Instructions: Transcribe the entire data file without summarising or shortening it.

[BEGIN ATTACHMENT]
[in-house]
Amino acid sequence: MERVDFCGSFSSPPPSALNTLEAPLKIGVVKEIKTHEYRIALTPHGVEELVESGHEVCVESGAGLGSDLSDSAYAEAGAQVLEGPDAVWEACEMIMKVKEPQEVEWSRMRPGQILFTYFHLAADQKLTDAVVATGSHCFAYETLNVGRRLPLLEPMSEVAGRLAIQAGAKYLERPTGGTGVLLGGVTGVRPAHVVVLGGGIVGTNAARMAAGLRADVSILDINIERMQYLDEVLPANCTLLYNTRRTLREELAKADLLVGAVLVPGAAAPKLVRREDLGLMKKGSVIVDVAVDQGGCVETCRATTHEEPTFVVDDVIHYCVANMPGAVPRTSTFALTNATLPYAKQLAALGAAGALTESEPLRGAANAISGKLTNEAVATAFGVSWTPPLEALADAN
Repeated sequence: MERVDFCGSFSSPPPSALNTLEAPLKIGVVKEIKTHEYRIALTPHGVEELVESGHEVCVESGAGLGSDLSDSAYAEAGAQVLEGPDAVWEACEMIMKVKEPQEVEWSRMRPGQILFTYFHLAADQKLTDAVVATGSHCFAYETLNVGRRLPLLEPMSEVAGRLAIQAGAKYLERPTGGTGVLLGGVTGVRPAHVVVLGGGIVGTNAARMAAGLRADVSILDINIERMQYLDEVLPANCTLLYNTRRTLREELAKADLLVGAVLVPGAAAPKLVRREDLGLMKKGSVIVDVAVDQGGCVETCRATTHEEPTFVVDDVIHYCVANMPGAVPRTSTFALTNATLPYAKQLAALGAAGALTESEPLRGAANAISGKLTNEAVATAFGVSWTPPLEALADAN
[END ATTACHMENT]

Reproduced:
[in-house]
Amino acid sequence: MERVDFCGSFSSPPPSALNTLEAPLKIGVVKEIKTHEYRIALTPHGVEELVESGHEVCVESGAGLGSDLSDSAYAEAGAQVLEGPDAVWEACEMIMKVKEPQEVEWSRMRPGQILFTYFHLAADQKLTDAVVATGSHCFAYETLNVGRRLPLLEPMSEVAGRLAIQAGAKYLERPTGGTGVLLGGVTGVRPAHVVVLGGGIVGTNAARMAAGLRADVSILDINIERMQYLDEVLPANCTLLYNTRRTLREELAKADLLVGAVLVPGAAAPKLVRREDLGLMKKGSVIVDVAVDQGGCVETCRATTHEEPTFVVDDVIHYCVANMPGAVPRTSTFALTNATLPYAKQLAALGAAGALTESEPLRGAANAISGKLTNEAVATAFGVSWTPPLEALADAN
Repeated sequence: MERVDFCGSFSSPPPSALNTLEAPLKIGVVKEIKTHEYRIALTPHGVEELVESGHEVCVESGAGLGSDLSDSAYAEAGAQVLEGPDAVWEACEMIMKVKEPQEVEWSRMRPGQILFTYFHLAADQKLTDAVVATGSHCFAYETLNVGRRLPLLEPMSEVAGRLAIQAGAKYLERPTGGTGVLLGGVTGVRPAHVVVLGGGIVGTNAARMAAGLRADVSILDINIERMQYLDEVLPANCTLLYNTRRTLREELAKADLLVGAVLVPGAAAPKLVRREDLGLMKKGSVIVDVAVDQGGCVETCRATTHEEPTFVVDDVIHYCVANMPGAVPRTSTFALTNATLPYAKQLAALGAAGALTESEPLRGAANAISGKLTNEAVATAFGVSWTPPLEALADAN